With just two full-time employees, Homewood's Office
of Student Technology Services makes the most of its
student workers. Likewise, the student workers say they've
come to rely on their director, Deborah Savage, for her
knowledge, interpersonal skills and sense of humor.
They are qualities that led five student workers to
nominate Savage for Student Employer of the Year. The
judges concurred and gave her the title at a ceremony on
April 7 in Levering's Great Hall as part of National
Student Employee Appreciation Week, which aims to enhance
awareness of student employment and the important role it
plays in higher education.
Savage appeared blown away by the honor.
"I'm so surprised," Savage said after the ceremony.
"I've been doing what I do for almost 11 years, and these
kids are so amazing. We depend on them to do a lot of
"Debbie has been a great role model to us," wrote
student consultant Sarah Sundelacruz, a senior majoring in
biomedical engineering, in her nomination of Savage. "She
really cares about what our department does, and this
motivates us to do our jobs well. ... She makes us feel
that we are valued not only for the work that we do but
also for the people that we are."
This year's Student Employee of the Year, Oliver
Buccicone, is also known for his people skills. A
jack-of-all-trades in Homewood's Ralph S. O'Connor
Recreation Center, he's a building manager, fitness and
weight room supervisor, maintenance technician and
emergency supervisor. Much of his time is spent overseeing
the work of his fellow student workers, a role he says he
finds more comfortable now that he is a senior.
"I'm a stickler for details," Buccicone said. "I see
what I do as just doing my job."
Student Employee of the Year: Oliver
Buccicone with Recreation's Paul Jacobus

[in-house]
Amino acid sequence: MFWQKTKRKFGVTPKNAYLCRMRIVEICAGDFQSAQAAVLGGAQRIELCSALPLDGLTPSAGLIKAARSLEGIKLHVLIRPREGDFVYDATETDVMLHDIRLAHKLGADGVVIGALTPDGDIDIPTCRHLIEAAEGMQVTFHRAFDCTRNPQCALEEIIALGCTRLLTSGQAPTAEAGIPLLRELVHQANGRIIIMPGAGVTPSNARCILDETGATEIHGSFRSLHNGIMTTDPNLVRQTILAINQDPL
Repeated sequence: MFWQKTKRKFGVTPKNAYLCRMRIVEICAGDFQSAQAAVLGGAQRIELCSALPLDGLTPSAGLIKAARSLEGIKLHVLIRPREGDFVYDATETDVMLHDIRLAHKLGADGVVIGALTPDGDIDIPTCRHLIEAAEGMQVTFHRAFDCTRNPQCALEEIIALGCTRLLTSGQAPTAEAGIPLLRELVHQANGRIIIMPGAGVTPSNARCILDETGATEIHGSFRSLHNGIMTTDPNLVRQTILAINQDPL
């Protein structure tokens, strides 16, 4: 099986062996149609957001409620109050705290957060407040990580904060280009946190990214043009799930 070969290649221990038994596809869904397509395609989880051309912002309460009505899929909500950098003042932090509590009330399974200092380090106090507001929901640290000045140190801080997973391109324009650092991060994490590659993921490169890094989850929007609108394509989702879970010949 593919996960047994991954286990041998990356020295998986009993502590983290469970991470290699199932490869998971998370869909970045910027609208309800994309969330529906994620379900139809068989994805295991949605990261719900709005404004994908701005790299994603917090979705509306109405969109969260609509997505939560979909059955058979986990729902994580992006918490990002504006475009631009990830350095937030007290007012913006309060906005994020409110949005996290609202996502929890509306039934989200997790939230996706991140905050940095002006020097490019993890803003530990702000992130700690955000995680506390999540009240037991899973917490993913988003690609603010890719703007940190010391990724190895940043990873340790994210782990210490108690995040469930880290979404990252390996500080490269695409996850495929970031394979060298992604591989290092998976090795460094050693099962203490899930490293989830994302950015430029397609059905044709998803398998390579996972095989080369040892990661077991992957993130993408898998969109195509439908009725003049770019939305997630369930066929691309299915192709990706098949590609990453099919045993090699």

Buccicone, an electrical engineering major, approached
Paul Jacobus, assistant director of the Office of
Recreation for facilities, about a job right after the
recreation center opened two years ago.
"He told me that he liked to fix stuff and that he was
an extremely hard worker and one of the things he hated
most was when employees slack off when there is work to be
done," Jacobus said. He hired Buccicone to be a monitor in
the fitness and weight room. Soon people were raving about
Buccicone to Jacobus, who then created a supervisory role
for his star student.
Buccicone's responsibilities grew to the point where
"he is me when I'm not around," said Jacobus, who took
second place in the employer category. "This winter, Oliver
came in to work four times at 5:30 a.m. to open up the
building, find staff to work and shovel or clear walkways
for easy safe passage. The one day the university
completely closed for snow, Oliver worked until midnight,
at the security desk, in the equipment room, weight room
and fitness center. He worked wherever and in whatever
capacity that was needed."
It seems Buccicone's work ethic is contagious: As a
team, the Office of Recreation received one of the group
recognition awards. Group awards were also given to the
Counseling Center; Milton S. Eisenhower Library; Office of
Annual Giving; the Registrar's Office; and Security,
Parking and Transportation.
Thirty-six students and 43 employers were nominated
for this year's individual awards. In addition, seven
departments were honored at the ceremony. Buccicone
received a $500 savings bond. He also received a citation
from Gov. Robert Ehrlich and will compete for the Student
Employee of the Year award on the state level.
Second place in the student category went to Susanna
Blume, a junior majoring in international relations, who
works in the Office of Undergraduate Admissions. Lillian
Patience Boudreaux, a senior majoring in psychology, took
third place for her work in the Dean's Office at the
Whiting School. And fourth place went to Amanda Johnson, a
senior majoring in classics, who is an office assistant in
the Department of Physics and Astronomy. Each runner-up
received a savings bond and commemorative T-shirt.
In the Employer of the Year category, third place went
to university chaplain Sharon Kugler of Campus Ministries.
James Garmon, senior instrument designer in the Department
of Psychological and Brain Sciences, took fourth place.
Judges for the student awards were Kugler, Kathi
Strasser of University Administration, C. Anne Pliska of
the Office of Business Management, and Ravi Stewart, a
junior majoring in international studies. Judges for the
employer awards were undergraduates Stewart, Maria Malbroux
and Kemi Tomobi; and Ishwaria Mohan, a graduate student.